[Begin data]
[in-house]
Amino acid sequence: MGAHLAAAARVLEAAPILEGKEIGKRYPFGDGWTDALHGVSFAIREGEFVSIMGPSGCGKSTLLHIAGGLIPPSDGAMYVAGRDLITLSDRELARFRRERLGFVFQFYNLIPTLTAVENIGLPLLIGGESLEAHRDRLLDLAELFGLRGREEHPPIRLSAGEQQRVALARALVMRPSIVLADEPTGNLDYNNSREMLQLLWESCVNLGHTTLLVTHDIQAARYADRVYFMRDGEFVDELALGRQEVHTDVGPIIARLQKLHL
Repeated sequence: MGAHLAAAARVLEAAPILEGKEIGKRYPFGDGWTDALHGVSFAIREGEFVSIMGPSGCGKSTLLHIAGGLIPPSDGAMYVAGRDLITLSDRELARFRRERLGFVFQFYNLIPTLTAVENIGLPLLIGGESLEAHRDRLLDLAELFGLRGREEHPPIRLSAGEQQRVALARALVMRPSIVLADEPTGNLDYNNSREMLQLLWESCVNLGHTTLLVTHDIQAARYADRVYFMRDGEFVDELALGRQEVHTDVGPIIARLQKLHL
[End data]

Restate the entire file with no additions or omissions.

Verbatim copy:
[in-house]
Amino acid sequence: MGAHLAAAARVLEAAPILEGKEIGKRYPFGDGWTDALHGVSFAIREGEFVSIMGPSGCGKSTLLHIAGGLIPPSDGAMYVAGRDLITLSDRELARFRRERLGFVFQFYNLIPTLTAVENIGLPLLIGGESLEAHRDRLLDLAELFGLRGREEHPPIRLSAGEQQRVALARALVMRPSIVLADEPTGNLDYNNSREMLQLLWESCVNLGHTTLLVTHDIQAARYADRVYFMRDGEFVDELALGRQEVHTDVGPIIARLQKLHL
Repeated sequence: MGAHLAAAARVLEAAPILEGKEIGKRYPFGDGWTDALHGVSFAIREGEFVSIMGPSGCGKSTLLHIAGGLIPPSDGAMYVAGRDLITLSDRELARFRRERLGFVFQFYNLIPTLTAVENIGLPLLIGGESLEAHRDRLLDLAELFGLRGREEHPPIRLSAGEQQRVALARALVMRPSIVLADEPTGNLDYNNSREMLQLLWESCVNLGHTTLLVTHDIQAARYADRVYFMRDGEFVDELALGRQEVHTDVGPIIARLQKLHL